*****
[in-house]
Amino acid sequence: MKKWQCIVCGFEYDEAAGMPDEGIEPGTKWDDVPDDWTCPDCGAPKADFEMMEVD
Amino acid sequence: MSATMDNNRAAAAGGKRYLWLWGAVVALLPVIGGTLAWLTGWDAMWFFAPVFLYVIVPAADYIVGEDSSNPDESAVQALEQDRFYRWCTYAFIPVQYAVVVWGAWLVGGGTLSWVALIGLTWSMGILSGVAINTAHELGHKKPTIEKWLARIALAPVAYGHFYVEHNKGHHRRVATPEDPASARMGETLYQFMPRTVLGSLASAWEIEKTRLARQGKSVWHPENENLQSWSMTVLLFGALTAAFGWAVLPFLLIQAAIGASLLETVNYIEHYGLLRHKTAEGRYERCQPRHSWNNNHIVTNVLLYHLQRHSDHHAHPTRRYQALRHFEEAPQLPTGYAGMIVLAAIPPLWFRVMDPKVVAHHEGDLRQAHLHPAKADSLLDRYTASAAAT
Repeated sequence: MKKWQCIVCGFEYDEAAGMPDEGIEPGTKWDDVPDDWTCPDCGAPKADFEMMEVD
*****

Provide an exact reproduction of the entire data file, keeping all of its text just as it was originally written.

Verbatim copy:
[in-house]
Amino acid sequence: MKKWQCIVCGFEYDEAAGMPDEGIEPGTKWDDVPDDWTCPDCGAPKADFEMMEVD
Amino acid sequence: MSATMDNNRAAAAGGKRYLWLWGAVVALLPVIGGTLAWLTGWDAMWFFAPVFLYVIVPAADYIVGEDSSNPDESAVQALEQDRFYRWCTYAFIPVQYAVVVWGAWLVGGGTLSWVALIGLTWSMGILSGVAINTAHELGHKKPTIEKWLARIALAPVAYGHFYVEHNKGHHRRVATPEDPASARMGETLYQFMPRTVLGSLASAWEIEKTRLARQGKSVWHPENENLQSWSMTVLLFGALTAAFGWAVLPFLLIQAAIGASLLETVNYIEHYGLLRHKTAEGRYERCQPRHSWNNNHIVTNVLLYHLQRHSDHHAHPTRRYQALRHFEEAPQLPTGYAGMIVLAAIPPLWFRVMDPKVVAHHEGDLRQAHLHPAKADSLLDRYTASAAAT
Repeated sequence: MKKWQCIVCGFEYDEAAGMPDEGIEPGTKWDDVPDDWTCPDCGAPKADFEMMEVD